#Turmeric Tim !
I was greeted in my waiting room the other day with “are you Turmeric Tim?”
This likeable gentleman was deadly serious, although behind his question there was a hint of a smile. He had come to see me for his lower back pain on the recommendation of his work colleague that I had helped out some months previously with an arthritic knee. Due to the fact that not only had I allegedly sung the praises of Turmeric but also because said arthritic knee was no more, thanks to some hands on treatment from myself and one tablet a day of turmeric, it is after all the easiest way to take this ‘super spice’, I was now to be known as ‘Turmeric Tim’ and although it’s not exactly gone hashtag mad on twitter it did make me smile and apparently has gone viral in a village not too far away!
So why was I recommending Turmeric?
The active ingredient in turmeric is curcumin and research into this ‘super spice’ that has been used for thousands of years in Ayurvedic medicine has indicated that it may have many health benefits and of particular interest to me is the natural pain killing anti-inflammatory properties. Research has shown positive effects on both rheumatoid arthritis and the inflammation associated with arthritic joints and has also shown it to be helpful in preventing joint inflammation too.
Turmeric Tim explains:
Although short term inflammation is a natural and necessary process and actually vitally important in the body’s defence system, long term chronic inflammation is the bad guy, particularly when the body’s own joints and tissues become damaged by it. This long term chronic inflammation may be at a low level and in the early stages undetectable with no or little obvious signs or symptoms but it is believed to play a very significant role in many diseases including various degenerative conditions. The active ingredient curcumin targets and blocks multiple inflammatory pathways and also down regulates some of the very same inflammatory enzymes that prescription type non-steroidal anti-inflammatory drugs target but without the side effects of non-steroidal drugs. To read more research into the anti-inflammatory properties of curcumin click here.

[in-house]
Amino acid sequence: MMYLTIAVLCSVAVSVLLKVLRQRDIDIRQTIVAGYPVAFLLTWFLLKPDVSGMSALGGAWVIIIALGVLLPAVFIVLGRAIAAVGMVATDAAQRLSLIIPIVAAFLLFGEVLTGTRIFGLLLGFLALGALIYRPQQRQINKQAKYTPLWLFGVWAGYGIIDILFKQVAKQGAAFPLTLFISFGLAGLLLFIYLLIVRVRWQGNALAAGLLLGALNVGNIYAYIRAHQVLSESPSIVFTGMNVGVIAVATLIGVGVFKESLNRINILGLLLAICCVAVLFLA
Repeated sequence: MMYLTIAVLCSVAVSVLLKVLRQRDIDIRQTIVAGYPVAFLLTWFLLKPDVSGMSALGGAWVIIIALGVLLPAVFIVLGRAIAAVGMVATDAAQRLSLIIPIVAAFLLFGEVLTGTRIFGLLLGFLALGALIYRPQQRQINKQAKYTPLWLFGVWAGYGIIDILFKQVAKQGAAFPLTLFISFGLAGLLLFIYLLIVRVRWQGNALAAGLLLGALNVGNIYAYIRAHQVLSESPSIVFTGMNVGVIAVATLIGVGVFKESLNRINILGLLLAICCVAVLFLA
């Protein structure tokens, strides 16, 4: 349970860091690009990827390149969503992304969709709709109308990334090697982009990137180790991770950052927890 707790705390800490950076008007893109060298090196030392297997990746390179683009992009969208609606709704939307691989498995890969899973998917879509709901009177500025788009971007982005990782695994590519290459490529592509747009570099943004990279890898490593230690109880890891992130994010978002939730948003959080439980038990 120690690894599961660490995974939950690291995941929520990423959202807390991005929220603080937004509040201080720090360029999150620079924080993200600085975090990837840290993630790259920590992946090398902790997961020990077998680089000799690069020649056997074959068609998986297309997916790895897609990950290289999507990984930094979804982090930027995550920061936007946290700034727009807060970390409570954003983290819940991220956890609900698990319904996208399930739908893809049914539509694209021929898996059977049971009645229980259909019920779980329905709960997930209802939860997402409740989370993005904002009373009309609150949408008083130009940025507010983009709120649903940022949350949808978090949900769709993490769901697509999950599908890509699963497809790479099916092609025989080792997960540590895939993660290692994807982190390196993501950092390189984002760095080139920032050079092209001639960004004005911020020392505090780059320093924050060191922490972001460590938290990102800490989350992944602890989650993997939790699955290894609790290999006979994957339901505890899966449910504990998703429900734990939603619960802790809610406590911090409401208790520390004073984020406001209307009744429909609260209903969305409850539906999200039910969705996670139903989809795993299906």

Should everyone with arthritis be taking Turmeric?
Well although it has been used for thousands of years in Ayuvedic medicine there are some known cautions and you may wish to discuss these with your GP before taking.
- Turmeric Stimulates bile production. If you have gallstones or gallbladder disease you should speak with your doctor before taking turmeric because it increases the production of bile which is produced in your gall bladder and may worsen the gallstones.
- Turmeric is a natural blood thinner. If you are taking any medication to thin your blood such as aspirin or warfarin do not take turmeric as it is a natural blood thinner and may interfere with your blood viscosity.
As with all supplements you should consult your GP prior to taking them if you take any other prescribed medication, are pregnant or lactating or in doubt.
How to obtain enough Turmeric.
Turmeric is a spice used in many types of cooking but to achieve the high levels that research has been based upon on a daily basis is extremely difficult unless taken in the form of a daily supplement. Our one a day Turmeric supplement can safely be used alongside glucosamine and fish oils as part of a joint care program.
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